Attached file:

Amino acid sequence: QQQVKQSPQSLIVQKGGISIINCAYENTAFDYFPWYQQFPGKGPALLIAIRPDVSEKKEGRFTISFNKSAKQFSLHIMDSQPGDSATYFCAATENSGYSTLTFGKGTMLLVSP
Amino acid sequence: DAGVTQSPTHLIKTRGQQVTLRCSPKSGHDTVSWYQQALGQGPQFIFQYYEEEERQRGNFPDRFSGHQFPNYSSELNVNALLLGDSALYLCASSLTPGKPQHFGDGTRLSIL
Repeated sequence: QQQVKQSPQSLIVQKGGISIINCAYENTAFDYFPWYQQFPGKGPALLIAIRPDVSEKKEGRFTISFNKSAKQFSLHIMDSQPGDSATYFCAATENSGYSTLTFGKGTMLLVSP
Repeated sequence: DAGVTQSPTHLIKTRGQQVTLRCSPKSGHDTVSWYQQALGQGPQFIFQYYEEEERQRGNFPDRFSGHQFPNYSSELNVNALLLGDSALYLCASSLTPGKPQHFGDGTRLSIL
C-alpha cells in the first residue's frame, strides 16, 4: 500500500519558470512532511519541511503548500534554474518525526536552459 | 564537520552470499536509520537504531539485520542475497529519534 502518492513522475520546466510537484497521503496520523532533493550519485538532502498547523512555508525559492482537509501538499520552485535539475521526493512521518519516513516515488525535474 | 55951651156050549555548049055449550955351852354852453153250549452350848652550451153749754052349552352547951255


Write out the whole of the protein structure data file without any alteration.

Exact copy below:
Amino acid sequence: QQQVKQSPQSLIVQKGGISIINCAYENTAFDYFPWYQQFPGKGPALLIAIRPDVSEKKEGRFTISFNKSAKQFSLHIMDSQPGDSATYFCAATENSGYSTLTFGKGTMLLVSP
Amino acid sequence: DAGVTQSPTHLIKTRGQQVTLRCSPKSGHDTVSWYQQALGQGPQFIFQYYEEEERQRGNFPDRFSGHQFPNYSSELNVNALLLGDSALYLCASSLTPGKPQHFGDGTRLSIL
Repeated sequence: QQQVKQSPQSLIVQKGGISIINCAYENTAFDYFPWYQQFPGKGPALLIAIRPDVSEKKEGRFTISFNKSAKQFSLHIMDSQPGDSATYFCAATENSGYSTLTFGKGTMLLVSP
Repeated sequence: DAGVTQSPTHLIKTRGQQVTLRCSPKSGHDTVSWYQQALGQGPQFIFQYYEEEERQRGNFPDRFSGHQFPNYSSELNVNALLLGDSALYLCASSLTPGKPQHFGDGTRLSIL
C-alpha cells in the first residue's frame, strides 16, 4: 500500500519558470512532511519541511503548500534554474518525526536552459 | 564537520552470499536509520537504531539485520542475497529519534 502518492513522475520546466510537484497521503496520523532533493550519485538532502498547523512555508525559492482537509501538499520552485535539475521526493512521518519516513516515488525535474 | 55951651156050549555548049055449550955351852354852453153250549452350848652550451153749754052349552352547951255